In analyses not adjusted for diabetes or hypertension, only severe obesity was associated with mortality (adjusted hazard ratio, 1.26; 95% confidence interval, 1.00–1.59). After adjusting for diabetes and hypertension, severe obesity was no longer associated with mortality, and milder obesity (BMI 30-<35) was associated with decreased mortality (adjusted hazard ratio, 0.81; 95% confidence interval, 0.68–0.97). There was a significant interaction between diabetes (but not hypertension) and BMI (F [4, 235] = 2.71; P = .03), such that the mortality risk of diabetes was lower among mildly and severely obese persons than among those in lower BMI categories.So don't worry about those few extra unsightly pounds being anything more damaging than unsightly. I mean, this is peer reviewed!
Act the Second: We need to be more like Europe, except for the Global Warming causes cold summers thing:
But the key question – of whether man-made global warming is putting a dampener on British summers – will take several years to solve, according to Stott. "This is an open question in terms of research – it is too early days to be able to say," he said.Hey, that's crazy talk! We already know that Global Warming causes everything! Don't lose heart, Guardianistas! It's all Thermageddon's fault - I mean, the Scienciness is settled:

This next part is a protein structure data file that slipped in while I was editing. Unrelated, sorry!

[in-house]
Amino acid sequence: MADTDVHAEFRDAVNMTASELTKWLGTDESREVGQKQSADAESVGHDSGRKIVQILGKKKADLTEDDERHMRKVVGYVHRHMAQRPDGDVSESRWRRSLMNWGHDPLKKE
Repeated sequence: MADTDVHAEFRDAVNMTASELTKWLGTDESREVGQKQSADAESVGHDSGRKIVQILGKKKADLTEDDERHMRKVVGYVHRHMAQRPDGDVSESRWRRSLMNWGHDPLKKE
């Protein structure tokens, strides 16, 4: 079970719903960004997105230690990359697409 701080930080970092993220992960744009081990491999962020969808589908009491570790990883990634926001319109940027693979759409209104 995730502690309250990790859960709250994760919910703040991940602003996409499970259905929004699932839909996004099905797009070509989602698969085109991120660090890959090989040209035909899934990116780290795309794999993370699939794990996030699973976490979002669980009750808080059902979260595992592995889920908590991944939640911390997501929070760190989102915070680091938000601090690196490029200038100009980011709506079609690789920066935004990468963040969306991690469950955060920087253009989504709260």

Act the third: We're all melting! And Freezing! And it's Global Warming's fault!
Is climate change giving our weather just a little nudge to make setting heat records - like Washington, D.C. just experienced - vastly more likely? That’s the opinion of one NOAA scientist.Silly old Met Office! Of course it is! And it's hot hot hot in Washington D.C., and so the WaPo flacks are all over Global Warming like stink on a dog, even if you're all turning your furnaces on over in Blighty. After all "Global" means "in Washington D.C. and New York City" at the same time. You'd better send that Guardian scribbler to DC for re-education - I mean, he's getting off message.
It also describes how climate change altered the odds of recent weather experienced in the United Kingdom. It examined very warm weather that occurred in the UK in November 2011 and very cold weather in December 2010 and possible connections to climate change. NOAA summarizes its findings:
“In analyzing these two very different events, UK scientists uncovered interesting changes in the odds. Cold Decembers are now half as likely to occur now versus fifty years ago, whereas warm Novembers are now 62 times more likely.”
Whereas scientists are making advances in linking climate change and extreme weather, the NOAA/UK Met Office study cautions: “Currently, attribution of single extreme events to anthropogenic climate change remains challenging.”